TEP #40 –Aurélie Brémont

For this episode, Sara sat down to talk with translator and scholar Aurélie Brémont!

Aurélie completed her PhD in English Medieval Studies on Tolkien and the Celtic Heritage in 2009 in Sorbonne Université, Paris. Since then, she has been present in conferences in the UK and in France. In 2016 she had the opportunity to translate Tom Shippey’s J.R.R. Tolkien: Author of the Century into French and her work continues to be influential in several areas of Tolkien studies.

Unedited video of this interview is available exclusively to our patrons on Patreon! Subscribing at $5/month gets you access to video interviews, behind-the-scenes information, early releases, an exclusive patron-only series, and other bonus content!

Links to audio of this interview are below!

Subscribe to the podcast via:

Please consider supporting the Podcast on Patreon!

Comments or questions:

  • Visit us at Facebook or Twitter
  • Comment on this blog post
  • Send us an e-mail from the contact page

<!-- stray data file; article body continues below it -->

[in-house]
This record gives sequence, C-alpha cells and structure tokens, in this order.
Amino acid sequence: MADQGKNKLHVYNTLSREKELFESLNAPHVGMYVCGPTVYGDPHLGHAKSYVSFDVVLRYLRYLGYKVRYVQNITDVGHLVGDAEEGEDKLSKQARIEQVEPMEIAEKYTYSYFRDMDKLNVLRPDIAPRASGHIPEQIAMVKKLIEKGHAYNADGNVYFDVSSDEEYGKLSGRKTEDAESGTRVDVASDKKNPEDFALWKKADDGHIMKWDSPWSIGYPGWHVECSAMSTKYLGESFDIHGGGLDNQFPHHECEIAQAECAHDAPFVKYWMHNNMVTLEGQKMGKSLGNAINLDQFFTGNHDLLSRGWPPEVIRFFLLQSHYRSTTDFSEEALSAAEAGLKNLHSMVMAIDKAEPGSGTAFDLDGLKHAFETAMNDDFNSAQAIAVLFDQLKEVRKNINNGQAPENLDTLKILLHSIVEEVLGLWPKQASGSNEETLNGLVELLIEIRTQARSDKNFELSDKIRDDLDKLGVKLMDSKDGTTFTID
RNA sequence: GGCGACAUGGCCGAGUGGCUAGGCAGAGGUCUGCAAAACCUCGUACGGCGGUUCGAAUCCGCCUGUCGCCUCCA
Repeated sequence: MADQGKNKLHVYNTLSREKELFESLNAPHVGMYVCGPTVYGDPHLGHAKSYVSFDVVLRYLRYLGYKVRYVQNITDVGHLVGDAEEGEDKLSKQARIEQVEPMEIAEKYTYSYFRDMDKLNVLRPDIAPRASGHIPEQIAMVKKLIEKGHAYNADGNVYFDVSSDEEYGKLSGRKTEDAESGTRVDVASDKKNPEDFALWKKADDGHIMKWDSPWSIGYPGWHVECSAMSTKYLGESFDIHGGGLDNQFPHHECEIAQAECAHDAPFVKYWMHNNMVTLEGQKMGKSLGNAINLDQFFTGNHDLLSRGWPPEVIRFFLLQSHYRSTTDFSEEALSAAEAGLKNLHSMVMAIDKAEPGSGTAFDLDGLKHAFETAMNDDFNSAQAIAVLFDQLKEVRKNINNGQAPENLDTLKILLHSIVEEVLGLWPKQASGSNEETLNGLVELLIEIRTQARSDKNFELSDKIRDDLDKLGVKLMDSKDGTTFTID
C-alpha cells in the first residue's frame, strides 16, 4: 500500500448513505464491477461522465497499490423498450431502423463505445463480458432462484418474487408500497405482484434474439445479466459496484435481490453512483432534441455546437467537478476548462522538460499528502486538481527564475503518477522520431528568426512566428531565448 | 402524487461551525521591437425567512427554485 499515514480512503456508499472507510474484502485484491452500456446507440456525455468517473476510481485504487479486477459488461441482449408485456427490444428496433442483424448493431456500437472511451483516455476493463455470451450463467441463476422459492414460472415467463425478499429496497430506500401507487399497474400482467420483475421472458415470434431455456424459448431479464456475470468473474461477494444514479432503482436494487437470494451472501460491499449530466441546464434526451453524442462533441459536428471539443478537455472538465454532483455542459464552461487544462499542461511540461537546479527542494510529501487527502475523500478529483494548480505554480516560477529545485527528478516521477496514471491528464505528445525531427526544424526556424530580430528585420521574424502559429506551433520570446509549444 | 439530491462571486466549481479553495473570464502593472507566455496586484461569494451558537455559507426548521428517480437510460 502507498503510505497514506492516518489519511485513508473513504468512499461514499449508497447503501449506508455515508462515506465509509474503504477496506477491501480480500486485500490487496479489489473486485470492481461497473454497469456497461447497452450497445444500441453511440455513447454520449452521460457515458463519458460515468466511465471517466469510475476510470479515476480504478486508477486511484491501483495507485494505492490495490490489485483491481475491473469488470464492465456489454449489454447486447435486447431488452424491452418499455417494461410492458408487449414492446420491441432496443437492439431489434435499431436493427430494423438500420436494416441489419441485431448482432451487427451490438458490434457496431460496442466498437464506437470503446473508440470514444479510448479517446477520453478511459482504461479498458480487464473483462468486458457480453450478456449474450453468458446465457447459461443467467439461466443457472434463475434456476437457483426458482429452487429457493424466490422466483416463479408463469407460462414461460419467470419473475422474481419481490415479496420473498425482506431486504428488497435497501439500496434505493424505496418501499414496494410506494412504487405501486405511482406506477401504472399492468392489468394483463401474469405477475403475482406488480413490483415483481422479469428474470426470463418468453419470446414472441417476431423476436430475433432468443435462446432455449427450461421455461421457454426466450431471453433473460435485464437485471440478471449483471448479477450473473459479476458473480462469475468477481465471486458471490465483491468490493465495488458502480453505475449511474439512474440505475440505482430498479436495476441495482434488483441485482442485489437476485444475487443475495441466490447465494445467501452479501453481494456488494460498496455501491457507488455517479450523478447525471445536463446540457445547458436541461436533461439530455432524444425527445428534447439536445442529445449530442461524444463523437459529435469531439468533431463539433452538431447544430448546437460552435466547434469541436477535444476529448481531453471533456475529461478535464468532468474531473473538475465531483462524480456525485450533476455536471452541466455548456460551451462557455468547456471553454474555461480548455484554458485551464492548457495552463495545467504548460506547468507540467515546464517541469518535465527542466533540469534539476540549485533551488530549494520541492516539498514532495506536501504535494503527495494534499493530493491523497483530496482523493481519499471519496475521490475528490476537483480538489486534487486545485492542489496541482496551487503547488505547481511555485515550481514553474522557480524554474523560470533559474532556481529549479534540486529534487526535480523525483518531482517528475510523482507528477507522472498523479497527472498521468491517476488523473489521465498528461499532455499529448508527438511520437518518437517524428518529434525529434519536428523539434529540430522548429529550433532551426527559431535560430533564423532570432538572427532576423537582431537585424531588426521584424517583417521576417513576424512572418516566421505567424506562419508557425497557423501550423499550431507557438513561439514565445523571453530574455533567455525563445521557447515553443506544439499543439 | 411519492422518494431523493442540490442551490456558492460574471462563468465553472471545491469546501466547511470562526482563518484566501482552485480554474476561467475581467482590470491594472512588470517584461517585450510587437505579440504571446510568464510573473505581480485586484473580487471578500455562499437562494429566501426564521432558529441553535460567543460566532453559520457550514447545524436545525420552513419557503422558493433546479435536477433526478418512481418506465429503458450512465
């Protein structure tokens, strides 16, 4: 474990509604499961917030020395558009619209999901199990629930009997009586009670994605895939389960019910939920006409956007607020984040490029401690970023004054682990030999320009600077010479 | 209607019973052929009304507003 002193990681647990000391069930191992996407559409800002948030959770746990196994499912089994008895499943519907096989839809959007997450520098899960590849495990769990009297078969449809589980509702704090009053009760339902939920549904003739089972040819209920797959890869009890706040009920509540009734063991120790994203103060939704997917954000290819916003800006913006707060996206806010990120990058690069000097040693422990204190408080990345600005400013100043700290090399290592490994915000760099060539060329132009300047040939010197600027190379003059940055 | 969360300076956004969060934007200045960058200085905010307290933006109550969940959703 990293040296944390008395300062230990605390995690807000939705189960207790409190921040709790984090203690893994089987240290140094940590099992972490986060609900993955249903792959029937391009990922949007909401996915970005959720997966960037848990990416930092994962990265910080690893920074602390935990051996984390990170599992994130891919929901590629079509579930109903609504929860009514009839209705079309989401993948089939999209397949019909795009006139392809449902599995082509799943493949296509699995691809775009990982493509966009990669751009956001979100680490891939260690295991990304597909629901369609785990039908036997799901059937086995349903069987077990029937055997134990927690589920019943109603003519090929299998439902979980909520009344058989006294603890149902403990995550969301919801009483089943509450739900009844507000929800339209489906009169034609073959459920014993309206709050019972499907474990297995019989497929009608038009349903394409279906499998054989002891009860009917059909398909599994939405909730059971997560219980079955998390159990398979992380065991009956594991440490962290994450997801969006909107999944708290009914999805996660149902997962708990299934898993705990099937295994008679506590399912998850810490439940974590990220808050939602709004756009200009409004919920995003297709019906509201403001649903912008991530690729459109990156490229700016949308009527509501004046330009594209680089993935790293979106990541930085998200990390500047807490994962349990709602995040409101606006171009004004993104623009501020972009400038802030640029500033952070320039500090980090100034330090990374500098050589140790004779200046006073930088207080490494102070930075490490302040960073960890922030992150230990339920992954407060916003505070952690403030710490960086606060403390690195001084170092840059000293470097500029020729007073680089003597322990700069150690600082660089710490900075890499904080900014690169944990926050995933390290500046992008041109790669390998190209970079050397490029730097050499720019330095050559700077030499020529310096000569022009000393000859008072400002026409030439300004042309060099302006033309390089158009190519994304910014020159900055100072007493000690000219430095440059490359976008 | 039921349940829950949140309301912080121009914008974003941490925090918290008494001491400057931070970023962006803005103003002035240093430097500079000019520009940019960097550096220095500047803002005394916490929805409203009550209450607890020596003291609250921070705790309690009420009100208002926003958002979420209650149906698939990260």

• Email TolkienExperience (at) gmail (dot) com

Mary Reid’s Experience — Tolkien Experience Project (177)

This is one in a series of posts where the content is provided by a guest who has graciously answered five questions about their experience as a Tolkien fan.

To see the idea behind this project, or if you are interested in sharing your own, visit the project homepage. If you enjoy this series, please consider helping us fund the project using the support page.

I want to thank Donato Giancola for allowing me to use his artwork for this project. Prints are available on his website!

Now, on to Nick Polk’s responses:


1. How were you introduced to Tolkien’s work?